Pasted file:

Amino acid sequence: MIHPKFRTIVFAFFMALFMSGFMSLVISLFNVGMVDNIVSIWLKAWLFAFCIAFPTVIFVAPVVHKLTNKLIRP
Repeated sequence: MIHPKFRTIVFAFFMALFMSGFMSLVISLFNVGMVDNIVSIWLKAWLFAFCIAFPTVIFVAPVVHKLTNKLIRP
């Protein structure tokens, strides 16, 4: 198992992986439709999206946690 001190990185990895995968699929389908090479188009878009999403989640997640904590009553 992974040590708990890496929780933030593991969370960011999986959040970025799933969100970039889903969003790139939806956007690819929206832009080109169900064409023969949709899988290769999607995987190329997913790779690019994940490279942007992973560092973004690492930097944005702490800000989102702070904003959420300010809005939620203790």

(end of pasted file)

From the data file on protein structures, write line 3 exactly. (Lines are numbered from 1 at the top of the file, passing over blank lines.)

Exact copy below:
């Protein structure tokens, strides 16, 4: 198992992986439709999206946690 001190990185990895995968699929389908090479188009878009999403989640997640904590009553 992974040590708990890496929780933030593991969370960011999986959040970025799933969100970039889903969003790139939806956007690819929206832009080109169900064409023969949709899988290769999607995987190329997913790779690019994940490279942007992973560092973004690492930097944005702490800000989102702070904003959420300010809005939620203790």